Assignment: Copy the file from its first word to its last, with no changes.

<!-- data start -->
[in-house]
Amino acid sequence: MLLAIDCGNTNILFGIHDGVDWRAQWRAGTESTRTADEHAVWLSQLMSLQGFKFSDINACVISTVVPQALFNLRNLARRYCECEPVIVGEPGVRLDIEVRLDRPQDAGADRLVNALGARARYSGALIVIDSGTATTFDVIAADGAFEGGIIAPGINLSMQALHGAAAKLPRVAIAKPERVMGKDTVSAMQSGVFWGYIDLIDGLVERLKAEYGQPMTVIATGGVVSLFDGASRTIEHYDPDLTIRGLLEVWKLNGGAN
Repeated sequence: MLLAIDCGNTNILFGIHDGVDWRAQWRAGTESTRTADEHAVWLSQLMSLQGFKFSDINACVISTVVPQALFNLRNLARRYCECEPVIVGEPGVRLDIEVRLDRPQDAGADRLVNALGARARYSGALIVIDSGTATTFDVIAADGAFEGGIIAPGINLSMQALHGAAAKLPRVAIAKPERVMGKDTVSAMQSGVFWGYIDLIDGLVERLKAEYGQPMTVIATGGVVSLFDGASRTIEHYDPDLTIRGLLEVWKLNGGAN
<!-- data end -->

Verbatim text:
[in-house]
Amino acid sequence: MLLAIDCGNTNILFGIHDGVDWRAQWRAGTESTRTADEHAVWLSQLMSLQGFKFSDINACVISTVVPQALFNLRNLARRYCECEPVIVGEPGVRLDIEVRLDRPQDAGADRLVNALGARARYSGALIVIDSGTATTFDVIAADGAFEGGIIAPGINLSMQALHGAAAKLPRVAIAKPERVMGKDTVSAMQSGVFWGYIDLIDGLVERLKAEYGQPMTVIATGGVVSLFDGASRTIEHYDPDLTIRGLLEVWKLNGGAN
Repeated sequence: MLLAIDCGNTNILFGIHDGVDWRAQWRAGTESTRTADEHAVWLSQLMSLQGFKFSDINACVISTVVPQALFNLRNLARRYCECEPVIVGEPGVRLDIEVRLDRPQDAGADRLVNALGARARYSGALIVIDSGTATTFDVIAADGAFEGGIIAPGINLSMQALHGAAAKLPRVAIAKPERVMGKDTVSAMQSGVFWGYIDLIDGLVERLKAEYGQPMTVIATGGVVSLFDGASRTIEHYDPDLTIRGLLEVWKLNGGAN